“During the night attack on Mt Maletto in the early hours of 12 Aug 43, A Coy, of which this WO is CSM, encountered determined resistance on the lower slopes. When one Platoon of the Coy was heavily engaged in grenade fighting in the trees and terraces in that area CSM Keir accompanied another Platoon around the right flank. Spotting the post from which the main opposition was coming, he crawled forward in the semi darkness by himself and threw two grenades right into the position. This enabled the Platoon to advance and clear the post. Throughout the night attack this WO rendered the greatest assistance to the Coy Officers controlling the men, being always well to the front. CSM Keir also distinguished himself on the crossing of the R.SIMETO on 5 Aug 43 by bringing forward ammunition and food to his Coy whilst under fire. The conduct of this WO in action has been outstanding and has inspired the men of his Coy to respond to his leadership.”


FUSILIER R LAMB (1 RIrF).                                                  AUG 1943 – SIMETO RIVER.

On 5 Aug 43 on the River SIMETO, this NCO was in charge of B Coy’s SBs during an attack on a strongly held enemy locality. The leading troops were held up in the centre of the locality by heavy fire from German Sub MGs and bombs fired from the windows of the most dominating house. Although he was only 50 yards from the house, L/Cpl Lamb moved about, tending the wounded and dressing no less than six men. This NCO displayed devotion to duty regardless of his own safety of a high order.”


RIFLEMAN JGG MURTAGH (2 LIR).                                      AUG 1943 – SPERINA, SICILY.

“Rfn Murtagh was the Bren Gunner of the leading section in the attack on Sperina on 12 Aug ’43. His platoon was held up by an enemy MG post halfway up a bare coverless slope. Rfn Murtagh immediately engaged the enemy MG post and although in a very exposed position silenced it and enabled the platoon to continue its advance, but in doing so he was wounded. Rfn Murtagh, though wounded, continued to give covering fire for this section throughout a further advance and only gave up when his platoon had successfully reached their objective.He showed courage and determination of a high order and was a splendid example to all. I strongly recommend the immediate award of the MM.”    


L/CORPORAL E O’REILLY (2 LIR).                                       AUG 1943 – SPERINA, SICILY.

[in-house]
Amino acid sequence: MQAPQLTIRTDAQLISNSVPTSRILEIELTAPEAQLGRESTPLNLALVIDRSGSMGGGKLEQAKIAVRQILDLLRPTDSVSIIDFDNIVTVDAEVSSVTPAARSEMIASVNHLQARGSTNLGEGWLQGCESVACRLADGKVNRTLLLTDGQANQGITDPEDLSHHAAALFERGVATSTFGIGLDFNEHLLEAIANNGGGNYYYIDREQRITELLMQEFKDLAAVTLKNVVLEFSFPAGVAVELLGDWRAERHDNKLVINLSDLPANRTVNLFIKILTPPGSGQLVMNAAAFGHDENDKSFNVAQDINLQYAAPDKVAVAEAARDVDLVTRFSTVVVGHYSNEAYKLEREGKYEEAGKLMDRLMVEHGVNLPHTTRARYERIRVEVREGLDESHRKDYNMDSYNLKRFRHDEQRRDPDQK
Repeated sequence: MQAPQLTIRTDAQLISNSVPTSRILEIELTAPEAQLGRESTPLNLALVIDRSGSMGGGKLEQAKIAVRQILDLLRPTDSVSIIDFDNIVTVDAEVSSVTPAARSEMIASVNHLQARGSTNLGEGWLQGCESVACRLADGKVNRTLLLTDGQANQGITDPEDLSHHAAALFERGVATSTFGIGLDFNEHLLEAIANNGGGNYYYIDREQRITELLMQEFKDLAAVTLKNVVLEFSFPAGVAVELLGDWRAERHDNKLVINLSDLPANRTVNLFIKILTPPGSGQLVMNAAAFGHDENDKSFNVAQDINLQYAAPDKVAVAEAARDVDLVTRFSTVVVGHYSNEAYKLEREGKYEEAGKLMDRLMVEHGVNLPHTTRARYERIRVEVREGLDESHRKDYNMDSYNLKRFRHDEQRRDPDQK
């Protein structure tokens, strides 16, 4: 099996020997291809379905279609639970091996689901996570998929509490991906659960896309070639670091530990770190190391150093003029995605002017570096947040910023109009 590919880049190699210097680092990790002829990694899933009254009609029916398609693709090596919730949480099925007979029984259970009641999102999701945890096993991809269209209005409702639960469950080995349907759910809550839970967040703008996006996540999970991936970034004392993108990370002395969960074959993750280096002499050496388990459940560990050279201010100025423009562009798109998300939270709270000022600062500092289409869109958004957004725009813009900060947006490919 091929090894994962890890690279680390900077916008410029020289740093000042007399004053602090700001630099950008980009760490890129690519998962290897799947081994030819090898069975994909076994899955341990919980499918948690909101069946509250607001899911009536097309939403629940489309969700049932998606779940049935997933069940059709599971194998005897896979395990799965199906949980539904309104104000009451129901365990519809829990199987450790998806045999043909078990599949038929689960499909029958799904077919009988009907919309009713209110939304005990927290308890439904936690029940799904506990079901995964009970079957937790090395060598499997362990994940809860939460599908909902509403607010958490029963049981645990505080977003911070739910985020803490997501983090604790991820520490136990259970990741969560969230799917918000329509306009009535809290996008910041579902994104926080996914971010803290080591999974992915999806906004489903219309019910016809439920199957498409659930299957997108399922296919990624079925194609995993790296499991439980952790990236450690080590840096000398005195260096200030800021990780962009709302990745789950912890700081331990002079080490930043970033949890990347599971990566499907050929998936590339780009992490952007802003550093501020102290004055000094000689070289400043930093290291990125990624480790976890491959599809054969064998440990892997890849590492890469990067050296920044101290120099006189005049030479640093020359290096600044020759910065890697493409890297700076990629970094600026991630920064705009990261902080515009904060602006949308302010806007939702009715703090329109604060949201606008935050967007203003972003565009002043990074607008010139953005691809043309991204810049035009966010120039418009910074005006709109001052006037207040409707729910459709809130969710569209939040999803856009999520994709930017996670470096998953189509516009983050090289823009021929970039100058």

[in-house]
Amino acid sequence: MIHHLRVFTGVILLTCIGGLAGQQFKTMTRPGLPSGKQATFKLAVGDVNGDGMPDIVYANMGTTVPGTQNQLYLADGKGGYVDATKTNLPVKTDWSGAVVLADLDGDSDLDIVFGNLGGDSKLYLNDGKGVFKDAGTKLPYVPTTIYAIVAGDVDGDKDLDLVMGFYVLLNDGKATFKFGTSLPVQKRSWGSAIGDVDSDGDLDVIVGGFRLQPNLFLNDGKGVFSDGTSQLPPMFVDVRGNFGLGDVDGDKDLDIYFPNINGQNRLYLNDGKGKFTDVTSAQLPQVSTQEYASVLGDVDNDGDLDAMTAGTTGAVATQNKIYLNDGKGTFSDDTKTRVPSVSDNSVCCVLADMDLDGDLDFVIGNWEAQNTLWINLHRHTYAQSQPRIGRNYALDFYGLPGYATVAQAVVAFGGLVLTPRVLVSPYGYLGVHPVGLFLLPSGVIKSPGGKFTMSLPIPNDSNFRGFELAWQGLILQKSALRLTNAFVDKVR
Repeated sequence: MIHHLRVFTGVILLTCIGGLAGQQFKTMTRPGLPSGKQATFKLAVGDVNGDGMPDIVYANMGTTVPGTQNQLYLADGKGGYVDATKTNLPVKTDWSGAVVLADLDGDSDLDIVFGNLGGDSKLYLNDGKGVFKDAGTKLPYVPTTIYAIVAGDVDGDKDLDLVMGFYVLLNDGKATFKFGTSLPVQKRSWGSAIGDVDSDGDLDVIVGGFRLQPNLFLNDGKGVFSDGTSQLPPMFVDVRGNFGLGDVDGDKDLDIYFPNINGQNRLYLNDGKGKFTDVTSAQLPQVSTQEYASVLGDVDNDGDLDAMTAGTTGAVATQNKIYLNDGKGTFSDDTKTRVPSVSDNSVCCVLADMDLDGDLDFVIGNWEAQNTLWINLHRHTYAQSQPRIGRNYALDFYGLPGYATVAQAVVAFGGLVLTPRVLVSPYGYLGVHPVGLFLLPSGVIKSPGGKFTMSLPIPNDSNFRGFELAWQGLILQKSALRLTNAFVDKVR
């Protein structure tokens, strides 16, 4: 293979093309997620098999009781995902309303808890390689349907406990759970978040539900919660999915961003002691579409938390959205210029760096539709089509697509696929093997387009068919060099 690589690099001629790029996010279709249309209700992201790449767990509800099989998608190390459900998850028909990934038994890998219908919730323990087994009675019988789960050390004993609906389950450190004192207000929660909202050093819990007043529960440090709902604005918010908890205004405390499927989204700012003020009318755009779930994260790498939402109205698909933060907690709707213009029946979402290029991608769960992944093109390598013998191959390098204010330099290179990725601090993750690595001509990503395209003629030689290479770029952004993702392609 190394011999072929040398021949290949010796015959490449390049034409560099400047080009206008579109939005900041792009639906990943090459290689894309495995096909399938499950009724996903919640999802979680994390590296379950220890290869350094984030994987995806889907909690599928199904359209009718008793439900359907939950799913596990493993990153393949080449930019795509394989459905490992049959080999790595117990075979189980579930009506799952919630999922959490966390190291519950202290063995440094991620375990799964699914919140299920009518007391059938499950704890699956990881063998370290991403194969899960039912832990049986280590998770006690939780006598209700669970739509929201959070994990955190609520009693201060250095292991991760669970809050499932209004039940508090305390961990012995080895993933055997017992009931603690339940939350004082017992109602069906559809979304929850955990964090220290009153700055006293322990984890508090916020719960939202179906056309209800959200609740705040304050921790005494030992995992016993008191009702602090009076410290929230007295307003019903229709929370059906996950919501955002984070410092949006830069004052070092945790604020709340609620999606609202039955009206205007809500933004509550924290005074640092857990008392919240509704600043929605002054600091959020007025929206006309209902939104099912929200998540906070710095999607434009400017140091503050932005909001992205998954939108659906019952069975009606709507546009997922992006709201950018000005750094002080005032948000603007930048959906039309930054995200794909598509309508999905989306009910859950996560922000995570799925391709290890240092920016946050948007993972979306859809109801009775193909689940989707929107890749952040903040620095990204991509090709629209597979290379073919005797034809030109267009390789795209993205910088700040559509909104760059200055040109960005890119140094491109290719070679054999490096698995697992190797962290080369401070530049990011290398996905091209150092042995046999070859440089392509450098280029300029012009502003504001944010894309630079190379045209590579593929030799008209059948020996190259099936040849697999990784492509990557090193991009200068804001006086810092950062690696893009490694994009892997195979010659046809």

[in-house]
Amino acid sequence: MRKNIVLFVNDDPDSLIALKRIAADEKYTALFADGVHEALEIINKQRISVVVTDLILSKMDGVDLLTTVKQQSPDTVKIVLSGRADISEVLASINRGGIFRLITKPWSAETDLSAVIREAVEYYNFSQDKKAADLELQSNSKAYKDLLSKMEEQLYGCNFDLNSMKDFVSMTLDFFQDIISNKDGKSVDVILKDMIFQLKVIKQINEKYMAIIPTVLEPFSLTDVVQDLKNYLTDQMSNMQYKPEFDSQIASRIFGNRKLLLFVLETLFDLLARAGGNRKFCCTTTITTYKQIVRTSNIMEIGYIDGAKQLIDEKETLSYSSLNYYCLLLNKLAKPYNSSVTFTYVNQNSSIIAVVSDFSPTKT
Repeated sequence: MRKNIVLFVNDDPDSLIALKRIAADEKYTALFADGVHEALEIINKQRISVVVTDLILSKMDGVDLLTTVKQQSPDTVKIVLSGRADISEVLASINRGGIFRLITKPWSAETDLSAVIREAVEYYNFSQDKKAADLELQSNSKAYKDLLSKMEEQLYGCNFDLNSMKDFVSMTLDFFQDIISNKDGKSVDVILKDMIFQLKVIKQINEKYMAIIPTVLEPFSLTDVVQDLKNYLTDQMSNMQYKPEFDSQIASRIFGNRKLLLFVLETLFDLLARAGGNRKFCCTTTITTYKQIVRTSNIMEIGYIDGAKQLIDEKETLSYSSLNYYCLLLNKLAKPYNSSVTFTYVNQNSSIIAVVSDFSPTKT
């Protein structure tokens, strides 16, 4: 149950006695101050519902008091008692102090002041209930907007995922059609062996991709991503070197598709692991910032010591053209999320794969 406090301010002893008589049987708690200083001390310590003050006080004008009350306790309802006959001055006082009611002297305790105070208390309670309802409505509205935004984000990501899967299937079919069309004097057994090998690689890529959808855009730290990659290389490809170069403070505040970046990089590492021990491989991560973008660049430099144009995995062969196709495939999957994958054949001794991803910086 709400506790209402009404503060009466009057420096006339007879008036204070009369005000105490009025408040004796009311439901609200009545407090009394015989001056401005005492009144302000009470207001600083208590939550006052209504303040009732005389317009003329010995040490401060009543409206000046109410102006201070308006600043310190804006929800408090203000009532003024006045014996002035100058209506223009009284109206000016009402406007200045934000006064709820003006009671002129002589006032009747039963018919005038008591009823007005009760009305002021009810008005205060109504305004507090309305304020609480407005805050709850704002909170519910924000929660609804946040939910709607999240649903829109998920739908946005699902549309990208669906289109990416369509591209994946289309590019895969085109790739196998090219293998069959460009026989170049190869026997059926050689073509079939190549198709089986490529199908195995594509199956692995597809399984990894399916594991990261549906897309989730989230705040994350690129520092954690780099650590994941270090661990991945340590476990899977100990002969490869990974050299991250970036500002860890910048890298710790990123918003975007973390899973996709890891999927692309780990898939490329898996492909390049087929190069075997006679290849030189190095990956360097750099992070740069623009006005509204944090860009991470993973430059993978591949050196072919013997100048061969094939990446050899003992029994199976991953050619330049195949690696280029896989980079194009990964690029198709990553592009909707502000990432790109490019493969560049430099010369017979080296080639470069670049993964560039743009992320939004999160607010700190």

“This NCO was with a leading section on the attack on Sperina on 12 Aug ’43. His section was earlier held up by enemy snipers, MGs and Mortars. Using great skill and in spite of continual sniping and MG fire, this NCO stalked an enemy post and single handedly cleared it and took ten prisoners. He then forced two of his prisoners to dismantle an MG in a second post which he had also cleared.This action was instrumental in allowing the remainder of his Platoon to move forward and reach their objective. L/Cpl O’Reilly set a fine example throughout the day and his skill and daring are deserving of recognition. I recommend the immediate award of the MM.”    


SERGEANT R PHILLIPS (6 Innisks).                                          AUG 1943 – CENTURIPE.

“On afternoon 2nd August 1943, A Coy was ordered to scale a cliff and occupy the town of CENTURIPE. The coy entered the town under heavy cross machine cross fire. Almost immediately on entering he town the platoon commander of the leading platoon was severely wounded and Sgt Phillips assumed command. He immediately continued the advance and sweeping aside opposition gained the main square where the platoon was attacked by an enemy tank. In spite of this, Sgt Phillips managed to push further forward. The enemy then launched a counter attack which isolated this platoon from the remainder of the Coy. Sgt Phillips, however, displaying powers of leadership above the average, organised his platoon on a strong defensive position without orders of any kind from his Coy Commander and succeeded in repelling all attacks. By his courage and leadership he undoubtedly assisted very materially in the capture of the important position.”     


FUSILIER C SHAW (6 Innisks).                                               AUG 1943 – SIMETO RIVER.

“On the night 5th August 1943, D Coy advanced east of the R.SIMETO to assist in the defence of the bridge ahead already established there. Throughout the whole of that night L/Cpl Shaw, who is a stretcher bearer, went out and collecting wounded from the forward area with complete disregard for his own safety in the face of continual sniping. He established an advance RAP, organised carrier parties across the river and generally displayed a high degree of initiative and devotion to duty, and was responsible for saving the lives of many seriously wounded men.”